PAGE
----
Source: Oura

One of the tools the NBA will use with players is a "smart ring" that players will wear during their time at Disney World. The ring can measure body temperature, respiratory functions and heart rate, which are all things that can signal whether or not someone is sick.  All players and essential staff members will be given the option to participate in health monitoring using the ring. The titanium rings, reportedly made by Oura, are capable of predicting COVID-19 symptoms up to three days in advance with 90% accuracy, according to the company. 

The data will be studied and assessed by the University of Michigan to help generate an overall wellness assessment of each person. The memo said that players will have full access to all data collected on them, but team staff will only have access in circumstances where the player's illness probability score indicates he may be at higher risk or is showing signs of coronavirus. 

Disney MagicBand 

MagicBands at Disney Resorts
Source: Walt Disney Resorts

Players will also be given access to a MagicBand that they will be required to wear at all times, except during workouts and games. The Disney MagicBand will act as a hotel room key and let players check in at security checkpoints and coronavirus screenings. It's similar to the device of the same name that Disney World guests can use for access to hotels and payments for food and gifts inside the park.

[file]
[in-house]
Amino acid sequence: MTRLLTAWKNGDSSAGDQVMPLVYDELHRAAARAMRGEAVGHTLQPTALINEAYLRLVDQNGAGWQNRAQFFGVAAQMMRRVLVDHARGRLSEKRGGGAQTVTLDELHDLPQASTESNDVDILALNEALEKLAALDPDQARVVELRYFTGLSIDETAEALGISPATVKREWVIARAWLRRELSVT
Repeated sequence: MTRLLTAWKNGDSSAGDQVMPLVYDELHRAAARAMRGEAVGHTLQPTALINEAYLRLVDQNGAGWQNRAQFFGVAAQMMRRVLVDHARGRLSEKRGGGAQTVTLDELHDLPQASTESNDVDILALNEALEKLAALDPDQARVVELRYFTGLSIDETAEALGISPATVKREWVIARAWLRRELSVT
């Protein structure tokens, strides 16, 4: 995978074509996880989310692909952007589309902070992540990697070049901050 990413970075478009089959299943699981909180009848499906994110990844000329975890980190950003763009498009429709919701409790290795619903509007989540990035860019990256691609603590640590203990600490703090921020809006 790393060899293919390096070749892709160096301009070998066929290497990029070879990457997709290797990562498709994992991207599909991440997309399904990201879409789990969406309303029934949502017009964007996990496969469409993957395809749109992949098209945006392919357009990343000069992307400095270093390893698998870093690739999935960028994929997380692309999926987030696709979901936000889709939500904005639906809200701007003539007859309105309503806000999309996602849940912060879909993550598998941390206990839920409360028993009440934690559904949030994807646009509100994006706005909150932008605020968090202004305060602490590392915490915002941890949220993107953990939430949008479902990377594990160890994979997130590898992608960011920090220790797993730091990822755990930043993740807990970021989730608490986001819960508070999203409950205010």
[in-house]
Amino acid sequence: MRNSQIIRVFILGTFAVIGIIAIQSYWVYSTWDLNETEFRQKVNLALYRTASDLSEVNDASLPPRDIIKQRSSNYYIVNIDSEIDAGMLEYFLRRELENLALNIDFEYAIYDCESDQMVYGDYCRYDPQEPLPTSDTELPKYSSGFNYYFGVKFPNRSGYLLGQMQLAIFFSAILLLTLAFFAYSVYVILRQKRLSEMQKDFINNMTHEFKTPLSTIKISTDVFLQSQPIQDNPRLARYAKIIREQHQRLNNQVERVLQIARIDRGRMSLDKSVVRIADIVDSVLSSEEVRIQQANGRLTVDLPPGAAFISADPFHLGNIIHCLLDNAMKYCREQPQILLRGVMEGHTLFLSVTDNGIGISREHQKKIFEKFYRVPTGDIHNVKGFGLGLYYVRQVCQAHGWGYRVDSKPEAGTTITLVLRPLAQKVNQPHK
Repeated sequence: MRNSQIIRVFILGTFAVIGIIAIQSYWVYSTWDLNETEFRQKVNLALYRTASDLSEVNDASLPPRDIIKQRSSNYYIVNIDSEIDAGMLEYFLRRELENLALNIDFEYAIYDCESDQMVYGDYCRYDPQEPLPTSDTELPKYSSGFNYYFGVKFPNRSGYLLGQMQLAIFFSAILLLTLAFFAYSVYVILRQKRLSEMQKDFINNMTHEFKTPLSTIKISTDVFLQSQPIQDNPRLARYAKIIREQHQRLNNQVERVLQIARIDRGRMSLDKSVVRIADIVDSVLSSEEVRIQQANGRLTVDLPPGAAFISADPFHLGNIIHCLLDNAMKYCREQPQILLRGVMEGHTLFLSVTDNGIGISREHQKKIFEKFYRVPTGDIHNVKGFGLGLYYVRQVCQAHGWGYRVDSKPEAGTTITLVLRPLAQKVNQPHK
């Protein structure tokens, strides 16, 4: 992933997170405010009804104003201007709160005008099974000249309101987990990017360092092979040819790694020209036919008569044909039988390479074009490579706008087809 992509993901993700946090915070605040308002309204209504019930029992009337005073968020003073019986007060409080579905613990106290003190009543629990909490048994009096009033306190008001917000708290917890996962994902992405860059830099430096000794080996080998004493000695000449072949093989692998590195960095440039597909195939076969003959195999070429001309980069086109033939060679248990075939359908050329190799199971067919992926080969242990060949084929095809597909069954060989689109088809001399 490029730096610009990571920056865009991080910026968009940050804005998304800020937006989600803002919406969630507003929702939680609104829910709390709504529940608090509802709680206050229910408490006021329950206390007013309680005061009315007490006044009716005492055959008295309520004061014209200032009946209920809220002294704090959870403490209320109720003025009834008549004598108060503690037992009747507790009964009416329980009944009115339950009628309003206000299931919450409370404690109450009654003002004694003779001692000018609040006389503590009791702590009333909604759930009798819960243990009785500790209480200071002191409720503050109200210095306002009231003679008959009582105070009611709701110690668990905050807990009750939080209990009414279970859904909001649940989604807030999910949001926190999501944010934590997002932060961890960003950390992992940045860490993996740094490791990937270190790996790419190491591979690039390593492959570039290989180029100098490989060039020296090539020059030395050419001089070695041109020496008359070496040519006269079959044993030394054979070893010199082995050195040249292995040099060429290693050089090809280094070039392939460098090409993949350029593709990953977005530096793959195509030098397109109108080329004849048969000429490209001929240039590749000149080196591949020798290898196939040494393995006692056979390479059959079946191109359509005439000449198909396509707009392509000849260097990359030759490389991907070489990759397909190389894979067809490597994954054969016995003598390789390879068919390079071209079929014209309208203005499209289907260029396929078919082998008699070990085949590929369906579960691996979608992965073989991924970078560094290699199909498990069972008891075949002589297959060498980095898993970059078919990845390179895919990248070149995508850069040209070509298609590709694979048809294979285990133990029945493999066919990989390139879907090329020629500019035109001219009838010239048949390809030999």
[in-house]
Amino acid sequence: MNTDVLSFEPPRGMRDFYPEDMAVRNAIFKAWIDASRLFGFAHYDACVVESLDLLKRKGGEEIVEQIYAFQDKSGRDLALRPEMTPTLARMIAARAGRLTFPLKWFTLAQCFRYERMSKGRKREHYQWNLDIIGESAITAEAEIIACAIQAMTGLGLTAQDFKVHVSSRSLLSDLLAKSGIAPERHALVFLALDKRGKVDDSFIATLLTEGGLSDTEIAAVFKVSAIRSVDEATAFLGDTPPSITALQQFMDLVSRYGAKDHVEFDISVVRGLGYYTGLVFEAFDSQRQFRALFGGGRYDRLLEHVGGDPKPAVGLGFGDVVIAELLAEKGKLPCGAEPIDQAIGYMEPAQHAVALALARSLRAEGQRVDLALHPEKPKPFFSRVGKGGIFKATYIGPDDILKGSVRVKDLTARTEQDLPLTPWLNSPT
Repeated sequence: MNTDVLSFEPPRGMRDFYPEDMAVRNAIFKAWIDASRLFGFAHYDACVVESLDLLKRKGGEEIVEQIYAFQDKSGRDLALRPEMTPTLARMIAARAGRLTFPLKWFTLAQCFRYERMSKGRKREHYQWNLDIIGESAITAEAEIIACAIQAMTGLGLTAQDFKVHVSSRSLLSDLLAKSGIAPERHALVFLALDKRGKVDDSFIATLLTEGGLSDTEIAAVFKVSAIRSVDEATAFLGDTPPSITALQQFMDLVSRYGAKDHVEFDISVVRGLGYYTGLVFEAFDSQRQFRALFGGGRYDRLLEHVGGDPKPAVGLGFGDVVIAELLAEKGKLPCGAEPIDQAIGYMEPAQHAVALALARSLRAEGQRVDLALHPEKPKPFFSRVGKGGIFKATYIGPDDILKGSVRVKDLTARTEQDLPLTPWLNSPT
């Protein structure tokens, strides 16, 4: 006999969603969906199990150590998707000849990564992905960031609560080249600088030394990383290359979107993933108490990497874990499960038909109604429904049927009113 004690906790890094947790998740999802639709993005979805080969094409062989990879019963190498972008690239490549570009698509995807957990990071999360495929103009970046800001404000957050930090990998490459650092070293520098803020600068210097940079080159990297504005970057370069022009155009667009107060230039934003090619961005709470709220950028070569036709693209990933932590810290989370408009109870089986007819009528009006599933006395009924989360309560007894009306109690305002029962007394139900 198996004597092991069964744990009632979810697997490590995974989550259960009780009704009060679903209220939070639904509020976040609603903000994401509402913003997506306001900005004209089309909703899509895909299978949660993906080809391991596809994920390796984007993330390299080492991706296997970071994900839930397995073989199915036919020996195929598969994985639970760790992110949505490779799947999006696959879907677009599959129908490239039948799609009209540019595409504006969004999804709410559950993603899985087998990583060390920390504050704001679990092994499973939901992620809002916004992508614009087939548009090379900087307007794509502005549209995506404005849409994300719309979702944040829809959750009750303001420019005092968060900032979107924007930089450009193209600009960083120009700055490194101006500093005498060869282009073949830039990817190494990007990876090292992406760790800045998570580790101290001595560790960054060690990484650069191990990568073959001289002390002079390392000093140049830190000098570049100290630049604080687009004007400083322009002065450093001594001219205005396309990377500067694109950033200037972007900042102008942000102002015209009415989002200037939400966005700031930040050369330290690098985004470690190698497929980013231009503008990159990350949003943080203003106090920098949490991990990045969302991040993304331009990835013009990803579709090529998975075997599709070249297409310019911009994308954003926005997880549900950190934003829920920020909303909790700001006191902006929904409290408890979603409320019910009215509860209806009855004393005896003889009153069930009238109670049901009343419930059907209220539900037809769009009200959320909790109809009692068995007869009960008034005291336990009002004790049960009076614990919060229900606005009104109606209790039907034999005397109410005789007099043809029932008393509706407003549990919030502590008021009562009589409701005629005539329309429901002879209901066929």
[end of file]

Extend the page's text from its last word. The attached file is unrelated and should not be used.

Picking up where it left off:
The MagicBands can also help the league with contact tracing. The league is investigating a way to use the bands to know if a player diagnosed with Covid-19 has come into contact with another player. Disney will be prohibited from accessing health information of players, but Disney will be alerted to a player's health status for the purposes of enforcing these protocols.

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For further safety assurance, the league said it is investigating the use of an access control software that utilizes the MagicBand to provide them access and entry into campus facilities. For example, when a player arrives at a security checkpoint, their MagicBand would display green or red depending on their health status to allow or deny them entry.